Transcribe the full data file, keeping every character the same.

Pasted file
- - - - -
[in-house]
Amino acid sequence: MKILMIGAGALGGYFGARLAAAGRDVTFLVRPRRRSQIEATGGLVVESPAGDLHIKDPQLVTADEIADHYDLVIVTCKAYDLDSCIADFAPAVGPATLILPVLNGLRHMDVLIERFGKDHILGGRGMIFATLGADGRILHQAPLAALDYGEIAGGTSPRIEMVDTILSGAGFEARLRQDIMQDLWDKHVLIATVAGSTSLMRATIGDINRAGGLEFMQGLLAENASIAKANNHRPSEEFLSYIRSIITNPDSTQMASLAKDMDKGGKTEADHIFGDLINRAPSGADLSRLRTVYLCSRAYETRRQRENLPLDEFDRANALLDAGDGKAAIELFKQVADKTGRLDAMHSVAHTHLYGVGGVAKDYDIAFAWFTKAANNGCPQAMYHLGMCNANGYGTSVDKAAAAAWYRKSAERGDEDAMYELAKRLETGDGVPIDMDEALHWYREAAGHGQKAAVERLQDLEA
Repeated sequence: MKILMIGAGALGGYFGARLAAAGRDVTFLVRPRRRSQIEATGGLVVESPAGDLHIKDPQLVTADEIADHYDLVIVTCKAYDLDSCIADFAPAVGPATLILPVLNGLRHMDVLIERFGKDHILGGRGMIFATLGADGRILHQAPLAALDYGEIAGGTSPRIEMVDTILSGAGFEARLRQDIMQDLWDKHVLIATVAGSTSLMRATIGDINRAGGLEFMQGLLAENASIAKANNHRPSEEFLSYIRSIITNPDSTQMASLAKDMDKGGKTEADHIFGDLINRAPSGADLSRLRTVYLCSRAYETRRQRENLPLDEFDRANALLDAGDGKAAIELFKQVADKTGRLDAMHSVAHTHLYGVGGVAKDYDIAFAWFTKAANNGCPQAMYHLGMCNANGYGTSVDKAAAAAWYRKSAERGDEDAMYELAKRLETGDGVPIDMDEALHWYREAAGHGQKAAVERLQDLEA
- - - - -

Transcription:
[in-house]
Amino acid sequence: MKILMIGAGALGGYFGARLAAAGRDVTFLVRPRRRSQIEATGGLVVESPAGDLHIKDPQLVTADEIADHYDLVIVTCKAYDLDSCIADFAPAVGPATLILPVLNGLRHMDVLIERFGKDHILGGRGMIFATLGADGRILHQAPLAALDYGEIAGGTSPRIEMVDTILSGAGFEARLRQDIMQDLWDKHVLIATVAGSTSLMRATIGDINRAGGLEFMQGLLAENASIAKANNHRPSEEFLSYIRSIITNPDSTQMASLAKDMDKGGKTEADHIFGDLINRAPSGADLSRLRTVYLCSRAYETRRQRENLPLDEFDRANALLDAGDGKAAIELFKQVADKTGRLDAMHSVAHTHLYGVGGVAKDYDIAFAWFTKAANNGCPQAMYHLGMCNANGYGTSVDKAAAAAWYRKSAERGDEDAMYELAKRLETGDGVPIDMDEALHWYREAAGHGQKAAVERLQDLEA
Repeated sequence: MKILMIGAGALGGYFGARLAAAGRDVTFLVRPRRRSQIEATGGLVVESPAGDLHIKDPQLVTADEIADHYDLVIVTCKAYDLDSCIADFAPAVGPATLILPVLNGLRHMDVLIERFGKDHILGGRGMIFATLGADGRILHQAPLAALDYGEIAGGTSPRIEMVDTILSGAGFEARLRQDIMQDLWDKHVLIATVAGSTSLMRATIGDINRAGGLEFMQGLLAENASIAKANNHRPSEEFLSYIRSIITNPDSTQMASLAKDMDKGGKTEADHIFGDLINRAPSGADLSRLRTVYLCSRAYETRRQRENLPLDEFDRANALLDAGDGKAAIELFKQVADKTGRLDAMHSVAHTHLYGVGGVAKDYDIAFAWFTKAANNGCPQAMYHLGMCNANGYGTSVDKAAAAAWYRKSAERGDEDAMYELAKRLETGDGVPIDMDEALHWYREAAGHGQKAAVERLQDLEA